Photograph: Snowball Fight, Montana State University. Author: ZeWrestler. WikiCmns; Public Domain.


Organic Form (Mushroom)

August 12, 2013 6 comments

File:Flickr - Nicholas T - Sulphur Polypore.jpg

flower, brain, coral? In fact, a photograph of the Orange Bracket Fungus. nature at its most creative…RT

Photo: Orange Bracket Fungus; Author: Nicolas A. Tonelli. WikiCmns; CC 2.0 Generic.



The Opera House in the Jungle

March 9, 2013 5 comments

File:Teatro amazonas.jpg


On the subject of mystery and creations, here’s one that RT is dealing with on a personal level: he was born in Brazil and left when he was four years old. He has never been back…but, well, these things have a way of working themselves out.

Here’s one place that RT’s family never got to while in the country. The reason? My mother was pregnant with guess who. Sorry, Mom!!

And what is this magical place? The opera house that money from rubber plantations along the Amazon built: the Teatro Amazonas, completed in 1896 in the center of Manaus, the capital of Amazonas State in Brazil.

Amazonas is large, but extremely sparsely populated: 98 percent of the state is covered by the Amazon Rain Forest. Nonetheless, Manaus is a big city–population 1.8 million–and the opera house is an impressive edifice–it seats 700 and is constructed from bricks made in Europe, French glass, and Italian marble. It is the home of the Amazonas Philharmonic Orchestra and boasts a full schedule of performances and events.

What a remarkable achievement…   RT


Photo: Teatro Amazonas; user: Pontanegra; WikiCmns; CC 2.5 Generic.


Happy New Year, Mr. Snake!!

February 10, 2013 Leave a comment

it’s the year of a the snake (i’m a rat, myself) 😉 RT

A visual journal.


View original post

Pensive Moment

January 12, 2013 2 comments

it’s nice to be able to still read something in French the first time through (after all these years)…enjoy! RT

Under the Fallen Leaves

Il y a des jours quand je n’ai aucune idée comment réagir aux situations. Je sens un mélancolie profond de ma vie et du monde. J’espère de trouver l’amour un jour, mais c’est pas maintenant. Donc je continue. Je sais je ne peux pas arrêter le souffrance ou le pauvreté. Mais je veux aider. Avec tout de mon cœur je veux aider. Le monde souffre. C’est comme un couteau dans mon âme.
Un jour, je ferai quelque chose qui est beau pour le monde. Je le veux bien.
Mais pour maintenant je vive pour un jour après l’autre.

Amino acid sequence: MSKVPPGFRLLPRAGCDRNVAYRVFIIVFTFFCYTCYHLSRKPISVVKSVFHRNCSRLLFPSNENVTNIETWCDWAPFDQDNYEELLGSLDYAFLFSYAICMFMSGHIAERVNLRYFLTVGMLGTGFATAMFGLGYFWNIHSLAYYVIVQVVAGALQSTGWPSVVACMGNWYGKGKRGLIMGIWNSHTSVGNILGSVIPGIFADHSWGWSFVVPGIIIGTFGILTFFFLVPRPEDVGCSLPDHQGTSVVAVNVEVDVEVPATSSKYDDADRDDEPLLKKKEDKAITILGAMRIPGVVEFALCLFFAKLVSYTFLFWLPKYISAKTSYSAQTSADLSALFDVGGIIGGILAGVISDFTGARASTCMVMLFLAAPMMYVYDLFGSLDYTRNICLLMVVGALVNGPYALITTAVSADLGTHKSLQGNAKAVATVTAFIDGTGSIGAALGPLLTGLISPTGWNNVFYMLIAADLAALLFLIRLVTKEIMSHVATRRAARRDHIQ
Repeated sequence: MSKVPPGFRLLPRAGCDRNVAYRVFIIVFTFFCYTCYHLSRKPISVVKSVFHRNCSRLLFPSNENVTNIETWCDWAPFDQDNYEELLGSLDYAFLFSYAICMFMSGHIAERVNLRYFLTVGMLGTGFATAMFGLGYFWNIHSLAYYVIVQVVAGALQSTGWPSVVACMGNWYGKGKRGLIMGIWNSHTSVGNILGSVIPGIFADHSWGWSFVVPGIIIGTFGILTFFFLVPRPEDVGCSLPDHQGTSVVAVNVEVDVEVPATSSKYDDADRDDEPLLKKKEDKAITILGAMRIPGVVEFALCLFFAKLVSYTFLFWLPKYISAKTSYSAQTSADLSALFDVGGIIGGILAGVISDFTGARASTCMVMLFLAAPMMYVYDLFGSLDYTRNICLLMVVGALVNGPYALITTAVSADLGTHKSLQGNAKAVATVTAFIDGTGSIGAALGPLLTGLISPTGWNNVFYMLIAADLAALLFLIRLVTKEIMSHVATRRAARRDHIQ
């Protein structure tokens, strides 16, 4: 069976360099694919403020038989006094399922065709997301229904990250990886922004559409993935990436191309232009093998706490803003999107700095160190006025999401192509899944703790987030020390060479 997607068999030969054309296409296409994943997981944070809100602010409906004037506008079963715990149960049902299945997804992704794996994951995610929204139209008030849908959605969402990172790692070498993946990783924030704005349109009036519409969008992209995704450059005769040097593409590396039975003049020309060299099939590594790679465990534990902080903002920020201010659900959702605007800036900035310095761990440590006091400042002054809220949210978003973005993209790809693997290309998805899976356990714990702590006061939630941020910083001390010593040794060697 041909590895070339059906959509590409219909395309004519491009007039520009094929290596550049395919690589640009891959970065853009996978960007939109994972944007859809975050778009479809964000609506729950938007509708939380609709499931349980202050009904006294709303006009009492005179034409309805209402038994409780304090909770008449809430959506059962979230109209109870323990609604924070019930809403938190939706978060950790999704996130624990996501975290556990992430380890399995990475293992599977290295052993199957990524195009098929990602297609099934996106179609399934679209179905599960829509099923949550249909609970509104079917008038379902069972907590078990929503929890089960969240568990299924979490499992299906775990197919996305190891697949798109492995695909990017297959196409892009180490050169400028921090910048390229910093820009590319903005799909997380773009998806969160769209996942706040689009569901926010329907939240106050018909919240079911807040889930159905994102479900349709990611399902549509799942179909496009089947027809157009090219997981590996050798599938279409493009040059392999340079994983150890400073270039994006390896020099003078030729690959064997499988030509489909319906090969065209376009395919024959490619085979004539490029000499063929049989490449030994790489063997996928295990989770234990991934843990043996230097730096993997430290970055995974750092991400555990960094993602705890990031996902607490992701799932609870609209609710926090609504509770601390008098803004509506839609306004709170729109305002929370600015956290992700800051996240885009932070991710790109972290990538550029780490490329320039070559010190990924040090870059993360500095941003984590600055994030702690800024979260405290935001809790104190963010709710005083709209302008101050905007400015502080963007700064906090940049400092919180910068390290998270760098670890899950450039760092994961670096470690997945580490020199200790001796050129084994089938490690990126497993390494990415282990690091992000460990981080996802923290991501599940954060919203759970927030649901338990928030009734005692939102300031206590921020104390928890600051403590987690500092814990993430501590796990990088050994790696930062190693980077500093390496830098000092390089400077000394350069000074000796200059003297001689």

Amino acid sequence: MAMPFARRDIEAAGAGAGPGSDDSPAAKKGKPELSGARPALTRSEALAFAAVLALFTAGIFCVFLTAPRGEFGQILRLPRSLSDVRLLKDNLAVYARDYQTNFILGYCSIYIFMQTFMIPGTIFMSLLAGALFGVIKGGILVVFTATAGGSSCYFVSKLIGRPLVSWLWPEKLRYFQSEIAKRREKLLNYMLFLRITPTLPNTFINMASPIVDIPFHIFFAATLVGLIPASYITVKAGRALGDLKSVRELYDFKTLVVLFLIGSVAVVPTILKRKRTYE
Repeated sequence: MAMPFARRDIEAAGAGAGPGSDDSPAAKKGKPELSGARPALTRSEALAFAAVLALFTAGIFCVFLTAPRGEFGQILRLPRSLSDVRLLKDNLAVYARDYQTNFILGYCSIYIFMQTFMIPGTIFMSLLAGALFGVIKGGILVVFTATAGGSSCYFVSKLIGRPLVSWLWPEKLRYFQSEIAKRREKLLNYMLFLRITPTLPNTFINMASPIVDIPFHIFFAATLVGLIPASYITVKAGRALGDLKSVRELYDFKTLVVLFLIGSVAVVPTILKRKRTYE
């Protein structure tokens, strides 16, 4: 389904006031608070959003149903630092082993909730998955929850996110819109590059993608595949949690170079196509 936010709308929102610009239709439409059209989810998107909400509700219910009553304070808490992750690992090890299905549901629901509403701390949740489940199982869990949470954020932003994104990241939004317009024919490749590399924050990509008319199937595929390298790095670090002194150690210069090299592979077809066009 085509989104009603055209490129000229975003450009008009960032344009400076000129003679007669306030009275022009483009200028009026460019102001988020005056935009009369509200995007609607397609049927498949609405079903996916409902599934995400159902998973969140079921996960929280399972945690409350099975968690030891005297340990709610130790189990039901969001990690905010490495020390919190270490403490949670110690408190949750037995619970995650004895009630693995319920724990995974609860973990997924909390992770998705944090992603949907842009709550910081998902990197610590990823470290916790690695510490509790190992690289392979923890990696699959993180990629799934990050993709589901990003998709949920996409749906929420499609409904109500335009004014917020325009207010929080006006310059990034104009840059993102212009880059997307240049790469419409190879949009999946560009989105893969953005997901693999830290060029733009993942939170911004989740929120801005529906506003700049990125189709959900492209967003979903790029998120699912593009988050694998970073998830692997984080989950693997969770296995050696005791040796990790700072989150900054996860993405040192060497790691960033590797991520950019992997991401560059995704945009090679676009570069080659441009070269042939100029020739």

❤ Moi

View original post

Cultured–What Makes an Artist an Artist

January 3, 2013 3 comments


More depends on the question of culture than is usually imagined. Rather like defining poetry, sorting out who is and is not a cultured individual leads to many answers and intense debate. Everyone wants to be cultured, but since a cultured individual performs no definite task and produces no recognizable product, people often assume that such people simply do not exist. The cultured person is one more fairy tale left over from an earlier and simpler era.

RT’s take on the issue is that some people are cultured. What distinguishes them from others? Here are some of their characteristics:

1) Cultured people are broadly educated. This means something other than being very intelligent or having acquired many academic degrees. The cultured person may not score exceptionally well on standardized tests and may be self-taught. He or she nonetheless has mastered a broad range of subject matter, most often in the humanities, but not necessarily. A hunger for understanding and an ability to grasp implications and the big picture seem to be essential.

2) Cultured people are pursued by certain questions. Like the novelist who is unable to shake off a need to bring his story’s characters to life, a cultured person is defined by certain interests; these interests invariably have social implications. Why do many people today dress with apparent disregard for their appearance? Why are particular races and ethnic groups slighted in the city where I live? Why do people where I live often eat poorly? Research can help answer some of these questions–may be essential to answering them, for that matter–but what lays at the heart of a cultured person’s response to them is the imagination.

3) Cultured people express the role of the imagination within a community. This is what distinguishes them from scholars and intellectuals. They are concerned with questions that affect everyone and that address the functioning of the community as a whole. In other words, they are concerned with culture, the things that tie people together: history, race, religion, language, the common settings of our collective lives. There can be no correct answer to the questions they struggle with, only happiness in the way we live. Not so much in the way a town or city is organized as in the way that people operate outside organizations–in the apparently minor details of address and appearance, of humor and delight in other’s company–these are the moments and places that cultured people enrich.

4) Cultured people have been saved by beauty. A cultured perspective is one aspect of the artist’s epiphany. We tend to look at the products of the artist–the  dance, the drawing, the poem–as their characteristic and best contributions, but it is not in the specific moments of beauty produced, but rather in the search for healing, for the details that give satisfaction and joy, that artists are most important to broader society.

5) Cultured people are essential to a community’s happiness. No job titles or salaries attach to the life of a cultured person. They in fact are often hidden–hidden from the search for safety and power. Nonetheless, cultured people deserve our respect and support. We must strive to find ways to integrate them into our live–they give success beauty and wealth meaning.



Photo: Georgian Door, Dublin. WikiCmns. Public Domain. Source: Thpohl.